Cerebellar Control and Adaptation

Cerebellar Control and Adaptation

Researchers: Jonas Dürango, Anders Rantzer and Rolf Johansson in collaboration with Dr. Henrik Jörntell (Div. Neurophysiology, Dept. Experimental Medical Science, Lund University)

Project Leader: Rolf Johansson

Funding: LCCC, Swedish Research Council; Ref. VR 2007-8646;


Cerebellar contribution to motor control and motor learning

The cerebellum is a structural unit of the central nervous system that plays a significant role in motor control and coordination, motor adaptation and the acquisition of new motor skills. It also provides large contributions to cognitive functions such as speech. Rather than initiating movement, the cerebellum influences movement control by integrating sensory signals and cerebral cortical signals related to the movement task at hand, and projecting it back to the motor areas of the cerebral cortex and brainstem. This is evident from studies where cerebellar lesions won't cause
paralysis, but rather by leaving the patient with poorly controlled movements and unable to learn new motor skills or adapt existing movement patterns to new conditions.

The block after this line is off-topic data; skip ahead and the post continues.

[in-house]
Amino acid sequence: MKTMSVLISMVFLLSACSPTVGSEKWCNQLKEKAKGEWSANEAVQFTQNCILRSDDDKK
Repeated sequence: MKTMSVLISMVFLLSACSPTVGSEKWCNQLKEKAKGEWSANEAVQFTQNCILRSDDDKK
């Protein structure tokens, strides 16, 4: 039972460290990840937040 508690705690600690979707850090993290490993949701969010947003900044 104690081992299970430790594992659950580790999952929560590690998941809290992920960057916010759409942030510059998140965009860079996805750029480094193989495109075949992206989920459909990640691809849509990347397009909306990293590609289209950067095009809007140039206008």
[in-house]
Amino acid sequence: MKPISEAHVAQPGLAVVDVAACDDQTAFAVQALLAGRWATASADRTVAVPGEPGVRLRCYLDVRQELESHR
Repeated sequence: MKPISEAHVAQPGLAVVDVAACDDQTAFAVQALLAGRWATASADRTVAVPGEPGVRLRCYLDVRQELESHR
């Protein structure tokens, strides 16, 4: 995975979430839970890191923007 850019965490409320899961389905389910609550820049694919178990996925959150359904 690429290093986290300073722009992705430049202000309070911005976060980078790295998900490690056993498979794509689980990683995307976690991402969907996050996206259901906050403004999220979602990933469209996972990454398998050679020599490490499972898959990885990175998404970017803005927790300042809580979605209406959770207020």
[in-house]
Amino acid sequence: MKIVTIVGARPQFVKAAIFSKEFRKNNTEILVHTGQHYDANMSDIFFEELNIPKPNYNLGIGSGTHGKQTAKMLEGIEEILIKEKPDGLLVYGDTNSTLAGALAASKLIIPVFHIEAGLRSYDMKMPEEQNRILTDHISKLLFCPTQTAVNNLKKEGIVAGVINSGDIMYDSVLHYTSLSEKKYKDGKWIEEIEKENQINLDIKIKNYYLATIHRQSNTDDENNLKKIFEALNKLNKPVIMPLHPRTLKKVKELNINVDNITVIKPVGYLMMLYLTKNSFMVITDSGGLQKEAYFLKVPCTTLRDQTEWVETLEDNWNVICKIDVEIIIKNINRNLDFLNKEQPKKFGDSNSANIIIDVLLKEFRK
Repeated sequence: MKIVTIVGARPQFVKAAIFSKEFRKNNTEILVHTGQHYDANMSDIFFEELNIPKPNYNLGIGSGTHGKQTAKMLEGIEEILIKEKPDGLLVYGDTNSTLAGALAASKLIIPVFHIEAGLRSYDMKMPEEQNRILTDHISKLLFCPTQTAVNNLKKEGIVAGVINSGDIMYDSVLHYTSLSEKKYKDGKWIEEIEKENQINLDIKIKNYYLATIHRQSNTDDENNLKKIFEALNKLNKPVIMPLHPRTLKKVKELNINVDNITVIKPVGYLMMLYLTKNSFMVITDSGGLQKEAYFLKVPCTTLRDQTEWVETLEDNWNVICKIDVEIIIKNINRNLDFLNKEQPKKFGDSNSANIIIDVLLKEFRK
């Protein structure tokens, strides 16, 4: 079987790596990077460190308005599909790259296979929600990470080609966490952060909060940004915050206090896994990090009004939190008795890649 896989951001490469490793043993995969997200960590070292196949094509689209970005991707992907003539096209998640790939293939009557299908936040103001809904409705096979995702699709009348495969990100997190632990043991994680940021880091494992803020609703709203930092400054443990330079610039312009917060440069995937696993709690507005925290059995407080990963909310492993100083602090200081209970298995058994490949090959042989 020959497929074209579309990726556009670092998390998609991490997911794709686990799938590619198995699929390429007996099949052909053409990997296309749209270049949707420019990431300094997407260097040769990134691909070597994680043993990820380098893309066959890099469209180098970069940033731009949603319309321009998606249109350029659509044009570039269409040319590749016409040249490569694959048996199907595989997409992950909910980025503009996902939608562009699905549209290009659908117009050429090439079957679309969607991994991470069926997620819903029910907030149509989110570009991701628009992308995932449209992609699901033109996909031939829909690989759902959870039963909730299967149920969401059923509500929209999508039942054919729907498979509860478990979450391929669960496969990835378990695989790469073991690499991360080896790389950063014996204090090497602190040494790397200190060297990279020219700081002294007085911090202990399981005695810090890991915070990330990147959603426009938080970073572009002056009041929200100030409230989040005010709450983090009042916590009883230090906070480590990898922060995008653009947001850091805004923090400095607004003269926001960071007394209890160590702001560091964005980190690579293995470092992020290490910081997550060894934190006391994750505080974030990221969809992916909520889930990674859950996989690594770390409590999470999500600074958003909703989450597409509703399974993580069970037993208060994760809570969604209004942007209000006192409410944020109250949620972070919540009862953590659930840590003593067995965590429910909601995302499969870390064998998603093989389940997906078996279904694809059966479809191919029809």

The cerebellar cortex is built up from networks of different types of neurons. Purkinje cells act the main output of the cerebellar cortex, and each of these cells recombines information from a vast amount (~200 000) of other cerebellar cells. Each Purkinje cell is also contacted by a single climbing fiber, which is thought to encode information signalling to the cerebellum that an erroneous output is being made, and from this error the connection strengths between the Purkinje cell and the innervating cells are altered. This highly plastic and modular wiring of the cerebellar cortex allows for the cerebellum to adapt its output to better control and coordinate complex movement tasks.

From a control theory point of view the cerebellum can be viewed as an adaptive element contributing to motor control tasks in a larger decentralized control scheme. The aim of this project is to combine recent experimental findings with control theory to gain better insight of how the mechanisms of cerebellar contributions function.




Henrik Jörntell, Per-Ola Forsberg, Fredrik Bengtsson, Rolf Johansson: "Mathematical Modeling of Brain Circuitry during Cerebellar Movement Control". In Yunhui Liu, Dong Sun (Eds.) (Eds.): Biologically Inspired Robotics, CRC Press, Taylor & Francis, Boca Raton, FL, 2012.

Henrik Jörntell, Jonas Dürango, Rolf Johansson: "Stochastic Neural Firing Properties in Neurons of a Cerebellar Control System". In 2010 3rd IEEE RAS and EMBS International Conference on Biomedical Robotics and Biomechatronics , Tokyo, Japan, September 2010.

Henrik Jörntell, Per-Ola Forsberg, Fredrik Bengtsson, Rolf Johansson: "Mathematical Modeling of Brain Circuitry during Cerebellar Movement Control". In 2009 IEEE International Conference on Robotics and Biomimetics, Guilin, China, December 2009.